Thursday, December 15, 2016

Philadelphia National Cemetery and Camp William Penn


Philadelphia National Cemetery
The Philadelphia National Cemetery was established in 1862. Initially, the cemetery was made of graves from ten different Philadelphia area cemeteries. In the late 1880s, the national cemetery was consolidated and reestablished in a single location to provide a dignified burial place for the Union soldiers who died in the Philadelphia area. Today, the national cemetery contains the remains of more than 12,000 veterans from the Civil War and later conflicts, along with spouses and dependents. The cemetery is located about twenty-two miles north of downtown Philadelphia.

Union soldiers who died in one of the many Philadelphia-area hospitals were interred in soldiers’ lots in ten different cemeteries throughout the city. These grave sites were collectively known as the Philadelphia National Cemetery. In 1881, Quartermaster General Montgomery C. Meigs recommended the establishment of a single national cemetery in Philadelphia. Meigs feared that the opening of new streets through the city’s cemeteries would disturb the graves of the Union dead. Under special authority from Congress, the military acquired 13.3 acres in 1885 to re-establish the Philadelphia National Cemetery at a single location. Shortly after the purchase of the property, remains were removed from the various soldiers’ lots and reinterred in the new site. 

View of Exterior Wall
The layout of the Philadelphia National Cemetery is different from the other national cemeteries constructed following the Civil War. Instead of a formal regimented site, the Philadelphia National Cemetery design is suggestive of a natural park environment. The cemetery's roads curve around the property and highlight the natural groupings of trees. A low finely cut and dressed stone wall topped by wrought-iron fencing built around 1885 surrounds the cemetery.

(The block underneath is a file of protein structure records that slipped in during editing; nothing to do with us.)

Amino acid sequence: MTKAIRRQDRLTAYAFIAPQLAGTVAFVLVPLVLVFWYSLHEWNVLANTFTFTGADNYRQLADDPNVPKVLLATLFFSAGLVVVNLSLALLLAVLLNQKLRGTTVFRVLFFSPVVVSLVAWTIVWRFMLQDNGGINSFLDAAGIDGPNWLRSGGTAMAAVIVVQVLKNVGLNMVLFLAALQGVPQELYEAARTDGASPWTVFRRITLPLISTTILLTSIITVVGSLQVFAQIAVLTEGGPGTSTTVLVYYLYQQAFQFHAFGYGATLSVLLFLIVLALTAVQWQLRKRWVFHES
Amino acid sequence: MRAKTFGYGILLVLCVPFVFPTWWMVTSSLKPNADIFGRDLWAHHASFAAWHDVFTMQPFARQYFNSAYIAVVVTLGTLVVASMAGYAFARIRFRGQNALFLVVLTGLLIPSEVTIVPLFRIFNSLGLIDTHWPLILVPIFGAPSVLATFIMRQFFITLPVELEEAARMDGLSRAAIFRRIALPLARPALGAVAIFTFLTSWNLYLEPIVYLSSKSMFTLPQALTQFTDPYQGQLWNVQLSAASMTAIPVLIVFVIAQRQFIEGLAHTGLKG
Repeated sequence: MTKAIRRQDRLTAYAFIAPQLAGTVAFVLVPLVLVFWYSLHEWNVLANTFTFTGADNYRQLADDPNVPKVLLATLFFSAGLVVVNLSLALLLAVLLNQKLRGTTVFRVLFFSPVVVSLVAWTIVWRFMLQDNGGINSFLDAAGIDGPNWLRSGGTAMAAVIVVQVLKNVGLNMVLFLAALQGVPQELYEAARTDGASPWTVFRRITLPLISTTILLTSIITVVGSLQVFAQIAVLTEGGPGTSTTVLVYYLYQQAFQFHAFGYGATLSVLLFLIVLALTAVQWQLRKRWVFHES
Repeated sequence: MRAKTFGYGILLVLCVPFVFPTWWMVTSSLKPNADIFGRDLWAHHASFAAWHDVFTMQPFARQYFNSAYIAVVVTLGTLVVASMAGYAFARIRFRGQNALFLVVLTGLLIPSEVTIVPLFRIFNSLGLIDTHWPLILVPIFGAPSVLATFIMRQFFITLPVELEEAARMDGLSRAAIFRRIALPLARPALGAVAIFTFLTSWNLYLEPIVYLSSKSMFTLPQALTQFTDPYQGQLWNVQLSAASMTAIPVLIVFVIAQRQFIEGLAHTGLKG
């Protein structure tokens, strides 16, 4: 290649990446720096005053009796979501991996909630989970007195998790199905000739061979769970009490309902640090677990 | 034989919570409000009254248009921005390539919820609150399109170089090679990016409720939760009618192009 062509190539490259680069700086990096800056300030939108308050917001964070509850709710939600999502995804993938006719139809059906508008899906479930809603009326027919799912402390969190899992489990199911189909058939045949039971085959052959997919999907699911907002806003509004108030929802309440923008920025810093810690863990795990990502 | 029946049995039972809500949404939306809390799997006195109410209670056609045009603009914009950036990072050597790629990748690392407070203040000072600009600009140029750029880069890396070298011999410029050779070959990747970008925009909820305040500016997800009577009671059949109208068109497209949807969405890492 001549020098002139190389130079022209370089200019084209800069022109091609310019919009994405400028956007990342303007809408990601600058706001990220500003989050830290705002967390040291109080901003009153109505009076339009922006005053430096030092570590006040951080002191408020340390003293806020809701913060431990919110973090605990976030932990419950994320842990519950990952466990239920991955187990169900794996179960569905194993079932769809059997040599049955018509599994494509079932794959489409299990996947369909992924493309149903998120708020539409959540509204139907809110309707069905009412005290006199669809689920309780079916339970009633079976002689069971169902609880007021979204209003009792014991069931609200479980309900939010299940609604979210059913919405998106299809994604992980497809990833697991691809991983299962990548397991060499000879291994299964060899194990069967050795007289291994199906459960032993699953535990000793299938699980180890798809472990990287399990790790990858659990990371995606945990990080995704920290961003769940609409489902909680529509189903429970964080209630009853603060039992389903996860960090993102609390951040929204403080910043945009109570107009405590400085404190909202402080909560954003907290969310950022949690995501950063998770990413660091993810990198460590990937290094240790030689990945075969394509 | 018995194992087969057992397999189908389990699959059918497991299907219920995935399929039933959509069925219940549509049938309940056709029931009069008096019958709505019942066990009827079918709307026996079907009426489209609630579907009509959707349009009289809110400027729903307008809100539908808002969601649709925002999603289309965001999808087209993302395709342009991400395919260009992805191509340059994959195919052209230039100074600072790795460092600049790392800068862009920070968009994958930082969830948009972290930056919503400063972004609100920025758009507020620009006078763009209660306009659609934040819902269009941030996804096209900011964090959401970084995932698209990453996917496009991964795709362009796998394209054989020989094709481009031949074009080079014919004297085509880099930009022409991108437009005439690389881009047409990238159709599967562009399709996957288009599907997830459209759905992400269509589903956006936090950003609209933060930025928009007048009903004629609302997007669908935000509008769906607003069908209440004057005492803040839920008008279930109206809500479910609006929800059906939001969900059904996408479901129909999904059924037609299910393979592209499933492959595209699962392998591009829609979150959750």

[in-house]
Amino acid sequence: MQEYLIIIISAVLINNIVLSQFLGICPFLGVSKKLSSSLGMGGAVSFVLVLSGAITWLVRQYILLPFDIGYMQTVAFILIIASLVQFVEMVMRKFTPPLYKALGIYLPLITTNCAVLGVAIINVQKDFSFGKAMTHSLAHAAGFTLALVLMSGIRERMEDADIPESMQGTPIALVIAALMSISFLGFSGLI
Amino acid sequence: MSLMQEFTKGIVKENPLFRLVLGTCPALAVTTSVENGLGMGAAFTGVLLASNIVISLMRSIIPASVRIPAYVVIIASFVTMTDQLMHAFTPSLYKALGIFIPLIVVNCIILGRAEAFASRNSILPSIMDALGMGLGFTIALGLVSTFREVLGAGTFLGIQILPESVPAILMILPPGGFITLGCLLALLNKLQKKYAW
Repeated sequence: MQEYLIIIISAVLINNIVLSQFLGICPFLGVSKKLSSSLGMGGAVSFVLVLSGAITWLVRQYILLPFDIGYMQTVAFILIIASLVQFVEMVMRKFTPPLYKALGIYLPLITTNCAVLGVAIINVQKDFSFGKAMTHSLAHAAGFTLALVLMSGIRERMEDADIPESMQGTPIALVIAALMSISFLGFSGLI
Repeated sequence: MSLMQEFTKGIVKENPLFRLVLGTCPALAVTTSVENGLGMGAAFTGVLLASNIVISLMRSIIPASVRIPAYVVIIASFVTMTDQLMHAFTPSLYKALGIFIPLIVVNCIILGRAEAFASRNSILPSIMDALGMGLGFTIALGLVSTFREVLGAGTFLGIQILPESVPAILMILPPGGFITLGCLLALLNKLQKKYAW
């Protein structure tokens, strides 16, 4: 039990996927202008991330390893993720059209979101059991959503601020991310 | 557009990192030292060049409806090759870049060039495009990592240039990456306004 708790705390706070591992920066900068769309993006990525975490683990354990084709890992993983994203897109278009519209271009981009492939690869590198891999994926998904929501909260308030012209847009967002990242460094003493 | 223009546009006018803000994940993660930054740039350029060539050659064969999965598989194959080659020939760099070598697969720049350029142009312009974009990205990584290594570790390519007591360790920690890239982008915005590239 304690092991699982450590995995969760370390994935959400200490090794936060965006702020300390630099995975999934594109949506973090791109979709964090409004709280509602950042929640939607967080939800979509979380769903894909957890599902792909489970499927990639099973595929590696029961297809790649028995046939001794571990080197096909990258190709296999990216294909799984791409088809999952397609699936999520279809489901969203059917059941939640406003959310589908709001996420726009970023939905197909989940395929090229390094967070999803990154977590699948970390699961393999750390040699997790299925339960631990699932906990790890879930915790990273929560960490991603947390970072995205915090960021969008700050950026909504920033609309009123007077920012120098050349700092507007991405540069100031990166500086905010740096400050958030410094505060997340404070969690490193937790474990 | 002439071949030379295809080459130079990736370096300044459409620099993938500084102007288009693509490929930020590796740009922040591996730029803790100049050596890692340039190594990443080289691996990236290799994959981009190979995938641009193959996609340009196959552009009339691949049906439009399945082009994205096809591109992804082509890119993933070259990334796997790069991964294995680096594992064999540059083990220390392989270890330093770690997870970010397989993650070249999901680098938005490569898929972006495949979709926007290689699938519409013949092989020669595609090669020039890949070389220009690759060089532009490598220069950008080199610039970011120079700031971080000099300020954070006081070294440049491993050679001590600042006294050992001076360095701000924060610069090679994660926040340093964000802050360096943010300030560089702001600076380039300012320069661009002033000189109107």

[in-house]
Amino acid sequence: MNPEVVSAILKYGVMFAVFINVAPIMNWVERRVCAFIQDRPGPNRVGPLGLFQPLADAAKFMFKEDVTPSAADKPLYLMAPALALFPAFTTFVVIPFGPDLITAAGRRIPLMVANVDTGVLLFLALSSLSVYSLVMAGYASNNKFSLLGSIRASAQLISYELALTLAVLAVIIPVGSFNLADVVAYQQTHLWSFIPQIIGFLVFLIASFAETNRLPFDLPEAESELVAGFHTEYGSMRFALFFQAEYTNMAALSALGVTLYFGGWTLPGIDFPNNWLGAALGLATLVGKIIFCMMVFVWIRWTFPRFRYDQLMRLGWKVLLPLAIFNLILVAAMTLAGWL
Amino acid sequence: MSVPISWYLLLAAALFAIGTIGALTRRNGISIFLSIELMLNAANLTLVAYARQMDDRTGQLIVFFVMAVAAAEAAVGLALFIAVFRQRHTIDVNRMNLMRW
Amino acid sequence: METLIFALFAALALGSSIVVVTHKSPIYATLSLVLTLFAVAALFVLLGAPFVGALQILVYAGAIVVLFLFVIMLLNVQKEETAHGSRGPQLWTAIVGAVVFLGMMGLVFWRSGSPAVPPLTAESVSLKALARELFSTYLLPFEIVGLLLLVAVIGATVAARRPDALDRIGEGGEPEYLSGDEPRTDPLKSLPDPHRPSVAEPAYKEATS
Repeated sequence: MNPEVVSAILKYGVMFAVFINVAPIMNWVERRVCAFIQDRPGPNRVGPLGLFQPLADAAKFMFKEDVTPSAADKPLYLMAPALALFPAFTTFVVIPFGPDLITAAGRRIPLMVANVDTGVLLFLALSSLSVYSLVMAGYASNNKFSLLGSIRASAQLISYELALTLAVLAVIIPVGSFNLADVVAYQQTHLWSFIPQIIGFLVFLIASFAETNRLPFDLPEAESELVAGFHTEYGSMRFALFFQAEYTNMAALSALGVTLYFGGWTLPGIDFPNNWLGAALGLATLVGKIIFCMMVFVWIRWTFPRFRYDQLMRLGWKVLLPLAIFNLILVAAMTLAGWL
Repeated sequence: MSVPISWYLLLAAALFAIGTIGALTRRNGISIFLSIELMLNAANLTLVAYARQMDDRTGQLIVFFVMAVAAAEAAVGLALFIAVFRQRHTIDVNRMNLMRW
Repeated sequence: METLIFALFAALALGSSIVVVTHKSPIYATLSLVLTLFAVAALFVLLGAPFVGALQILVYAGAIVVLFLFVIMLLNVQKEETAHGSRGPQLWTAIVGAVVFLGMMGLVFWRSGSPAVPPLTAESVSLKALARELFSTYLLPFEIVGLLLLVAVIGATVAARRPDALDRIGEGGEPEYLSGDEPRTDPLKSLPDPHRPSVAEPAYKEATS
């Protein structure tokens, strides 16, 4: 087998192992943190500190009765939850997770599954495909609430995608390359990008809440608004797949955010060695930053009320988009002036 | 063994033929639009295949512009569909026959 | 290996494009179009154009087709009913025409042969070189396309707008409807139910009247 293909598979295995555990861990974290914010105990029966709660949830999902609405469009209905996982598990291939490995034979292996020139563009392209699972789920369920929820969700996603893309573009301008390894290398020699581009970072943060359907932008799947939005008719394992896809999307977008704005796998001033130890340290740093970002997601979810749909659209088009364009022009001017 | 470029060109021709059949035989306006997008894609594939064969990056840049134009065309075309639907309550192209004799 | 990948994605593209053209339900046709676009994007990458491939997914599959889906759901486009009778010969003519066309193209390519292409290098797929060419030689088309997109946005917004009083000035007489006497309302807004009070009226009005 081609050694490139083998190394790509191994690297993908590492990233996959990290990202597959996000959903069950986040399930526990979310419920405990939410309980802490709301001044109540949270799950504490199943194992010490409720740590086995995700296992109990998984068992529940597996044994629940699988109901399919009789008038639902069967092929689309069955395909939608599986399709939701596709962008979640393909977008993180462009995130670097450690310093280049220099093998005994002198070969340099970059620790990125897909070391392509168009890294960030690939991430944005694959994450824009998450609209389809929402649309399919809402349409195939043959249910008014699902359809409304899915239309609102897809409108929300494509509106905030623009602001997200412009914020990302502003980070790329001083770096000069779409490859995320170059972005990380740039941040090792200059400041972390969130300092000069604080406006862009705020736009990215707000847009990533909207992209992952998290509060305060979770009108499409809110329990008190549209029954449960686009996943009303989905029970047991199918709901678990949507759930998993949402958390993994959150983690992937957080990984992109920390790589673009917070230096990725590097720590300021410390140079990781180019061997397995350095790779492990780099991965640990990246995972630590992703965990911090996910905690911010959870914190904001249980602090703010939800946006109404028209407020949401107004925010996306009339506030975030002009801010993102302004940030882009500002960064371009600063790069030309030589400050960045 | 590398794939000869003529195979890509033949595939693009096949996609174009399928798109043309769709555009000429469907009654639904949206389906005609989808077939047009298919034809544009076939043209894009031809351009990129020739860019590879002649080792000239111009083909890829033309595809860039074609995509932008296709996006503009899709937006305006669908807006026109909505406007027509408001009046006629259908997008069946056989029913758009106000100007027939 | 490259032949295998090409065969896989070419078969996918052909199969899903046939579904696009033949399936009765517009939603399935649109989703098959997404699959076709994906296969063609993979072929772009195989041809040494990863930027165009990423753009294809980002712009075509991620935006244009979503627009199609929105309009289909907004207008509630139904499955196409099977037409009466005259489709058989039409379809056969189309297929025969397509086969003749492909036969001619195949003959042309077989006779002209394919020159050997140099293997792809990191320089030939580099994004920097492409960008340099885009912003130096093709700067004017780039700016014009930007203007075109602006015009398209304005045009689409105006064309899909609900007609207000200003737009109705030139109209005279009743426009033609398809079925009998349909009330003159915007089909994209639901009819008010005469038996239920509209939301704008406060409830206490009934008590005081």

Rostrum
In 1940, the cemetery’s old, narrow main gate was replaced by a wider one for vehicular traffic. Four-foot-wide pedestrian gates are located on either side the vehicular gate. The materials and design of the gate maintain the design of the perimeter wall with finely cut and dressed stone piers and wrought-iron fencing. The only two buildings on the cemetery property are a utility/storage/restroom facility built in 1936 and a rostrum or stage constructed in 1939. The rostrum features a semi-circular stone base with Doric columns that support a flat roof. 

The cemetery contains several commemorative monuments. The largest, standing twenty-feet tall, is a three-sided, intricately detailed, marble pedestal surmounted by an eagle that commemorates the lives of 169 soldiers of the Mexican-American War. In 1911, the US government erected the Confederate Soldiers and Sailors Monument in the cemetery’s Confederate section. The granite block monument commemorates the 184 Confederates whose unidentified remains were reinterred in the cemetery. Nearby, a flat stone memorial is dedicated to the 224 Confederate soldiers who died in the Philadelphia area during the Civil War. Another memorial marker honors the American patriots of the Battle of Germantown in 1777. In 1928, the citizens of Germantown erected the granite boulder with bronze plaque describing the Revolutionary War battle that occurred near the national cemetery. 

National Cemetery Marker